European risk experts have called for organisations to create dedicated internal cyber risk governance groups to address digital risks across the whole enterprise as the threats evolve
The recommendation for a cyber risk governance model comes in a report published June 29 by the Federation of European Risk Management Associations (FERMA) and the European Confederation of Institutes of Internal Auditing (ECIIA).
FERMA and ECIIA presented their report at a high-level event at the European Parliament with representatives of the EU institutions, the World Economic Forum, risk and audit practitioners from European businesses, and other European stakeholders.
The report, At the junction of corporate governance and cybersecurity, aims primarily at supporting European organisations in meeting their obligations under the EU General Data Protection Regulation and Network Information Security Directive. Recent cyber attacks, however, increased concerns on what the risk experts see as a wider lack of focus on risk governance in cyber security.
The President of FERMA Jo Willaert states, “As recent attacks show, cyber risk is an enterprise issue that affects strategic aspects of the board’s mandate including valuation, reputation and trust. The management of cyber risk has, therefore, become a corporate issue that should be reflected in the governance of the company.”
He adds, “Our two professions are joining forces on cyber risk management by exchanging information on the ERM system and the cyber controls in place, ensuring that mitigation plans are auditable from their conception. This is crucial to evaluate their impact and review the alignment with the strategy.”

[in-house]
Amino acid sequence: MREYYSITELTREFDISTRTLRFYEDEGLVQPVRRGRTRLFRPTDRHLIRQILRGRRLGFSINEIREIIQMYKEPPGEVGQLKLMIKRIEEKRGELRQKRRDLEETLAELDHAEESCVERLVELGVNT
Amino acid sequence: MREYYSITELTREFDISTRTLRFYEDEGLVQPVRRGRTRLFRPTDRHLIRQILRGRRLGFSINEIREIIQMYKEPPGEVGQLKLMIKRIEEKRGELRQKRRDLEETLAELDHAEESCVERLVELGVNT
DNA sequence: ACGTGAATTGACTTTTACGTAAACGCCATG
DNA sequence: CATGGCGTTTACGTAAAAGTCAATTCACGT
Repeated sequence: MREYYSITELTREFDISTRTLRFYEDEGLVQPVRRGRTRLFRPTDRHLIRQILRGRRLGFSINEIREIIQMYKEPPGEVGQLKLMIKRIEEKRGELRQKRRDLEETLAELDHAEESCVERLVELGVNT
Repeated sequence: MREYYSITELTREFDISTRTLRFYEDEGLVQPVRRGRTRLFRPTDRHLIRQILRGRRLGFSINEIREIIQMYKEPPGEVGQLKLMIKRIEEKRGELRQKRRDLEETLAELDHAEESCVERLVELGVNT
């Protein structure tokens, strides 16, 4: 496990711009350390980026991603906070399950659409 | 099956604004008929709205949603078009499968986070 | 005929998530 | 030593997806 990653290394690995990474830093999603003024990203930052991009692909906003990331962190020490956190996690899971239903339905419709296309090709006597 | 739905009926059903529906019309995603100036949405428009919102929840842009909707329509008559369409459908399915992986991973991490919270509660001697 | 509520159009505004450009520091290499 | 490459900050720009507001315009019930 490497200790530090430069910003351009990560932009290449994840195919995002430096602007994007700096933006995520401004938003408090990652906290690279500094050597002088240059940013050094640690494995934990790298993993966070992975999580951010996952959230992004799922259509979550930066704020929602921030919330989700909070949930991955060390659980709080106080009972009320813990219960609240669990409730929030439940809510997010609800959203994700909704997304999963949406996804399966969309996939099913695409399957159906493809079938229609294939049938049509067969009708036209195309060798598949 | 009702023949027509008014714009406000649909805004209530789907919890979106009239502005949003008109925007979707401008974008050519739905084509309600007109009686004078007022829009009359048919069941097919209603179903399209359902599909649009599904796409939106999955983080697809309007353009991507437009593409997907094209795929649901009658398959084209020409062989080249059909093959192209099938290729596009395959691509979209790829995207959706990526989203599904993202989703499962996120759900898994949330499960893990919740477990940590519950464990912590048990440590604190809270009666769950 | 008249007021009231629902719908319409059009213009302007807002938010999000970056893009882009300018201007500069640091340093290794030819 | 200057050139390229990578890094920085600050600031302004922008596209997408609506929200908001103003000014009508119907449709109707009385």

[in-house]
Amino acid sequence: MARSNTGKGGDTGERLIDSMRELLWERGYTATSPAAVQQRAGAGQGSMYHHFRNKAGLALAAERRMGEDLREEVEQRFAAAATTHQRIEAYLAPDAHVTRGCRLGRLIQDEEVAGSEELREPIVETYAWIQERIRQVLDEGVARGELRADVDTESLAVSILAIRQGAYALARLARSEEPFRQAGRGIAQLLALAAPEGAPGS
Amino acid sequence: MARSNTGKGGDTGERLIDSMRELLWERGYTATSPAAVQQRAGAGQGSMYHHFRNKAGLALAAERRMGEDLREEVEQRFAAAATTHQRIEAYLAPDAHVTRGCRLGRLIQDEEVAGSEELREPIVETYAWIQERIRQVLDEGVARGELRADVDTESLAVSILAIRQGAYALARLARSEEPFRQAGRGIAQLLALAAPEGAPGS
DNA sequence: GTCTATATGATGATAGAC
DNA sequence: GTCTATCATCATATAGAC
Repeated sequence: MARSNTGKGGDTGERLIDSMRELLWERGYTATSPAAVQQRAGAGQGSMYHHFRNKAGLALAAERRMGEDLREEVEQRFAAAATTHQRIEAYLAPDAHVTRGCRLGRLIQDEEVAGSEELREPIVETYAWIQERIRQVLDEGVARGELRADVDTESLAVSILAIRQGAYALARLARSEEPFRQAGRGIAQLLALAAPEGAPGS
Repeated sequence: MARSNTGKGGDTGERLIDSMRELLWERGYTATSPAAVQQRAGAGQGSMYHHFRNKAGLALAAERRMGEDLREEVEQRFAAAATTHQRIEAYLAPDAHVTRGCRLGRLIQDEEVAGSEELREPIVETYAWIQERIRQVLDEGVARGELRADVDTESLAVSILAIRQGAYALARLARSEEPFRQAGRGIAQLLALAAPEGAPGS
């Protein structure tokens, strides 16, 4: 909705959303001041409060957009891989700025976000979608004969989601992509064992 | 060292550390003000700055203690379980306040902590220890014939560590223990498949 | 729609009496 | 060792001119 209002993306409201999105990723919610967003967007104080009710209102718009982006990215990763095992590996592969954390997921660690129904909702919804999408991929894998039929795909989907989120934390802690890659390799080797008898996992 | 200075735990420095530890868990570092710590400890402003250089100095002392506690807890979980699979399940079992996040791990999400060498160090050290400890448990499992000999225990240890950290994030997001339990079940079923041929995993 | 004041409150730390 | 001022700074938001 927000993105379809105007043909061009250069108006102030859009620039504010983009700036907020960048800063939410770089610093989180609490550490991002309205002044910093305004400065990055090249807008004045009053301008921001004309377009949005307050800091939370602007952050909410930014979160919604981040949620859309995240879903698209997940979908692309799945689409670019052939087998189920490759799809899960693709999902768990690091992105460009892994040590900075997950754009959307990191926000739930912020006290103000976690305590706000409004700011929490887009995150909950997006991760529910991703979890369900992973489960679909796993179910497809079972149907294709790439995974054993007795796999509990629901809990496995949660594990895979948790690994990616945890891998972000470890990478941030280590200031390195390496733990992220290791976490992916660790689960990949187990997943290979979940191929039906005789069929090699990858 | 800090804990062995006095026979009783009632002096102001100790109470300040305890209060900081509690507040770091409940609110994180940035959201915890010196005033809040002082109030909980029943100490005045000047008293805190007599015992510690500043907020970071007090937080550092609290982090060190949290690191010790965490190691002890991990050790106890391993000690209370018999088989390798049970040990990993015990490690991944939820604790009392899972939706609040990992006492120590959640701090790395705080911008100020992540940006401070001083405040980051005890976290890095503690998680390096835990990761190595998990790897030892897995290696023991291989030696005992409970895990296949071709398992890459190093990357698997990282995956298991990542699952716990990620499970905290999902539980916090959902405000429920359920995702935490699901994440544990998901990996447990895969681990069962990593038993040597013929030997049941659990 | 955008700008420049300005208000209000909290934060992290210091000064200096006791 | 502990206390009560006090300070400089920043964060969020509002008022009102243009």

The report calls for the creation of cyber risk governance groups, chaired by the risk manager, to operate across functions within the enterprise. The role of the group is to determine the potential cost of cyber risks across the whole organisation, including catastrophic risk scenarios, and propose mitigation measures to the risk committee and the board. In addition to the risk managers, the group is to be composed of representatives of all key functions at an enterprise level involved in digital risk, notably IT, human resources, communications, finance, legal and the data protection officer (DPO) and chief information security officer (CISO). Internal audit will provide the necessary assurance to the board that the cyber risk controls are operating effectively.
Adds Jo Willaert, “Our recommended cyber risk governance model constitutes an innovative way for organisations to approach cyber security. It will allow the board of directors to demonstrate that cyber risks are managed on a rational and documented analysis of the risks across the organisation.”
The joint working group, represented risk managers and internal auditors from 8 EU countries and 6 different economic sectors (bank, transport, defense, IT, food services and telecom) has developed recommendations for organizations on innovative ways to internally organize the management of cyber risks.